Case: Brookfield v Owners Corporation
Written on the 23 July 2021
On 8 October 2014, The High Court of Australia announced its decision for Brookfield Multiplex Ltd v Owners Corporation Strata Plan 61288. The Court has decided that the builder of the strata-titled complex did not owe the Owners Corporation a common law duty of care.
Background: the Brookfield's Case
Litigation was taken by the Owners Corporation Strata Plan 61288 (Owners Corporation) against Brookfield Multiplex Ltd (Brookfield) to claim the cost of rectifying damages, where latent defects were discovered in the common property of the apartment complex.
Brookfield built an apartment complex on land owned by the developer, and therefore, a design and construct contract was made. The design and construct contract contained detailed provisions of the quality of work needed to be performed by Brookfield and required Brookfield to remedy defects within a certain liability period. The contract of sale to purchasers of the serviced apartments (Owners Corporation) is annexed to the design and construct contract, conveying the purchasers' contractual rights to defect claims.
As a result, the Owners Corporation claimed that it suffered from an economic loss since its builder, 'Brookfield', breached its common law duty of care. Hence, the Owners Corporation commenced proceedings against Brookfield to recover damages, including the cost of rectifying the defects, the declining value of the building, and the loss of income during the period.
Initially, the primary judge held that Brookfield did not owe the duty of care to the Owners Corporation. The Court first declared that the contract solely dealt with the relationship between parties, not concerning the duty of care propounded by the Owners Corporation.
After an appeal was raised, the Court of Appeal unanimously overturned the previous decision. The NSW Court of Appeal held that Brookfield did owe a duty of care to the Owner Corporations. Brookfield is liable to exercise reasonable care of the construction to avoid any economic loss caused by building defects. Furthermore, the Court held that the contractual relationship between parties includes liability for defects that usually appear under contract law.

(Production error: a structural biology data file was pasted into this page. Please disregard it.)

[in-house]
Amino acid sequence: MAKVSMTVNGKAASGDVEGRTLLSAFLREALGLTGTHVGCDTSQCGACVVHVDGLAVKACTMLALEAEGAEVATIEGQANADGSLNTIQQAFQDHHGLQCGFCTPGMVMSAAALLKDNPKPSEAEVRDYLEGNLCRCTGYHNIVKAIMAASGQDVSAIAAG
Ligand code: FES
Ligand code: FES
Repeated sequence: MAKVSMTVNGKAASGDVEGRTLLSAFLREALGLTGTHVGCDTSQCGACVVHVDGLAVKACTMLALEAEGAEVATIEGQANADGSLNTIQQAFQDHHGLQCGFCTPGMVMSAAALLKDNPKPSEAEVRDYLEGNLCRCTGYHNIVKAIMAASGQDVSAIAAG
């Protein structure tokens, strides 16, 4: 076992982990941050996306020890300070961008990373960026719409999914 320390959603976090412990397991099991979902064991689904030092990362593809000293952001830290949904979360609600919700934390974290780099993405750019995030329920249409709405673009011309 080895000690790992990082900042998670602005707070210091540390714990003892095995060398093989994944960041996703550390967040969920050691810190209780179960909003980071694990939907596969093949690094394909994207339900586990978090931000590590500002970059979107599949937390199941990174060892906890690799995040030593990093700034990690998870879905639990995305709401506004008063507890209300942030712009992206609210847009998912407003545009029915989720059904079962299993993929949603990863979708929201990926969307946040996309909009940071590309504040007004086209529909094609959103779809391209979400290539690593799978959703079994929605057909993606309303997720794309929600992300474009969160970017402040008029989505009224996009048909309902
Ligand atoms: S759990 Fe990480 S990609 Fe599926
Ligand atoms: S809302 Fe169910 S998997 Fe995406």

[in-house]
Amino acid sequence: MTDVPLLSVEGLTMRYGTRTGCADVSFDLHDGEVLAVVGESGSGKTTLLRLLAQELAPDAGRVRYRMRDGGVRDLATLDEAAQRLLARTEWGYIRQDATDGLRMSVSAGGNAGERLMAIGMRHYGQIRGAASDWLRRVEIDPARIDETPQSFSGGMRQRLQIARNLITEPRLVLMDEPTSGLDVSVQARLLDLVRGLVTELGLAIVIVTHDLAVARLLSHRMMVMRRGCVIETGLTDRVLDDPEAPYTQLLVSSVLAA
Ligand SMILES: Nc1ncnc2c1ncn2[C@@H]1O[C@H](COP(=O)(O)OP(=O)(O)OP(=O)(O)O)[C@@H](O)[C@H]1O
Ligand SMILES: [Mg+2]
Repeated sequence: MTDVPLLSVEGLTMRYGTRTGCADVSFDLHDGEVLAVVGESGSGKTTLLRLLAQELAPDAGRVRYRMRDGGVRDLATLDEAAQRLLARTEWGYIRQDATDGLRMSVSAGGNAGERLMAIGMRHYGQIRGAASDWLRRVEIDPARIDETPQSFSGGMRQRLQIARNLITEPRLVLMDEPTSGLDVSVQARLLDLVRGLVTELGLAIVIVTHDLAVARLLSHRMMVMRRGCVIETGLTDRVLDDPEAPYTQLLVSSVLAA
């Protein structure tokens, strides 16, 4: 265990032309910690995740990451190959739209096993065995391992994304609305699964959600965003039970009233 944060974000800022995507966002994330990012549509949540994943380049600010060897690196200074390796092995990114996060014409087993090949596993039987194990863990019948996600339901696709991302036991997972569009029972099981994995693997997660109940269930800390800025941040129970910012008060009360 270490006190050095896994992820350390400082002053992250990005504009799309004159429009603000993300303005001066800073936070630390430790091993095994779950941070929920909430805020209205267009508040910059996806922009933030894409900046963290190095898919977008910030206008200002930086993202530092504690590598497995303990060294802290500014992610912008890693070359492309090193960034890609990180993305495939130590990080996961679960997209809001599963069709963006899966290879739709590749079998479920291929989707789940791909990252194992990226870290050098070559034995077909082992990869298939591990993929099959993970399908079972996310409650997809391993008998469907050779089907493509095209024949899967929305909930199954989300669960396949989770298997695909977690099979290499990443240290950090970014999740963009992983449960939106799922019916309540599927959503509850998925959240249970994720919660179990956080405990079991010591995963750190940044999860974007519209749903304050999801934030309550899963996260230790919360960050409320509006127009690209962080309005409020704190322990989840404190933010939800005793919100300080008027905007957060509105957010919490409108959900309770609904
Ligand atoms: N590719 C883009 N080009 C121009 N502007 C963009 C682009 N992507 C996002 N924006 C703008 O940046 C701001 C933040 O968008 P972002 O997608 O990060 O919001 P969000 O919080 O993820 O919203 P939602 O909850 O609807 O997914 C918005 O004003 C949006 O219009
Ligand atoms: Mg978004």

The case did not take an end yet.
Brookfield appealed to the High Court after being granted special leave. On the other hand, the Owners Corporation raised a cross-appeal after being granted special leave. The High Court dismissed the cross-appeal, and in the end, allowed the appeal. At last, the High Court overturned the decision found by the Court of Appeal and held that Brookfield did not owe a duty of care to the Owners Corporation.
The Court has highlighted some of the reasons behind its decision, which is presented in the following:
- The Owners Corporation came into existence upon the completion of the building construction. Therefore, there was no assumption of responsibilities by the builder at that time.
- The Owners Corporation was not responsible for paying anything vested in the common property. Hence, it was hard to argue that the Owners Corporation suffered from any damages caused by the latent defects.
- The design and construct contract contained detailed provisions with respect to the quality of work that Brookfield needed to perform. The High Court indicated that the purchasers had the choice to not proceed with the sale or could have renegotiated the defect protection terms and conditions.
Hall & Wilcox